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What are Proteins, their Types & Structures?May 9, 2020
What are Enzymes
Enzymes are biological molecules (characteristically proteins) that significantly speed up the rate of virtually all of the chemical reactions that take place inside cells.
They are dynamic for life and serve a wide range of vital functions in the body, such as aiding in digestion and metabolism.
They support speed up chemical reactions in the human body. They bind to molecules and alter them in particular ways. They are necessary for respiration, digesting food, muscle and nerve function, among thousands of other roles.
What are important Types and Functions
The biochemical reactions occurring in the body are mainly of 6 types
- Oxidoreductases: They pass oxidation and reduction reactions and hence are called oxidoreductases. In these reactions, electrons in the form of hydride ions or hydrogen atoms are transmitted. When a substance is being oxidized, these enzymes act as the hydrogen donor. These enzymes are called dehydrogenases or reductases. When the oxygen atom is the receiver, these enzymes are called oxidases.
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- Transferases: These enzymes are responsible for relocating functional groups from one molecule to another. Example: alanine aminotransferase which scuffles the alpha‐amino group between alanine and aspartate etc. Some transferases also transfer phosphate groups between ATP and other compounds, sugar remains to form disaccharides such as hexokinase in glycolysis.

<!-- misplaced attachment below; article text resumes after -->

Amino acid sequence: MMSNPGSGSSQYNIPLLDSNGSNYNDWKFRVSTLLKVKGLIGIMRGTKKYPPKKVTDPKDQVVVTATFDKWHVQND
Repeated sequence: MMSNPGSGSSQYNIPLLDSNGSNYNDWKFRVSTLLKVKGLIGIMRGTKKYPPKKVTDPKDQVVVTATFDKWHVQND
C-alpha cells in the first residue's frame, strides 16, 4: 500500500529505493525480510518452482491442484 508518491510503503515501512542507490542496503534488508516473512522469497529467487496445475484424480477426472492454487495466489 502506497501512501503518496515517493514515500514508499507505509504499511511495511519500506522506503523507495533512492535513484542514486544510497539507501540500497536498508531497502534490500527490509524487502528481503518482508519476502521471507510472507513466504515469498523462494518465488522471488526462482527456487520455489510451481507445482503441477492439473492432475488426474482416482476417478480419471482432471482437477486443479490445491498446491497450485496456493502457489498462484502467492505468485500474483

- Ligases: These enzymes do a function that is opposite to that of the hydrolases. Where hydrolases break bonds by adding water, ligases make bonds by removal of the water component. There are different subdivisions of ligases which involve the synthesis of ATP.
- Hydrolases: These enzymes catalyze reactions that include the process of hydrolysis. They disrupt single bonds by adding water. Some hydrolases function as digestive enzymes because they disrupt the peptide bonds in proteins. Hydrolases can also be a type of transferases as they transfer the water molecule from one compound to another. Example: Glucose-6-phosphatase that eliminates the phosphate group from glucose-6-phosphate, leaving glucose and H3PO4.
- Lyases: These enzymes catalyze reactions where functional groups are added to break double bonds in molecules or where double bonds are made by the removal of functional groups. Example: Pyruvate decarboxylase is a lyase that removes CO2 from pyruvate. Other examples are deaminases and dehydratases.
- Isomerases: These enzymes catalyze the reactions where a functional group is transferred to another position within the same molecule such that the resulting molecule is essentially an isomer of the earlier molecule. Example: triosephosphate isomerase and phosphoglucose isomerase for converting glucose 6-phosphate to fructose 6-phosphate.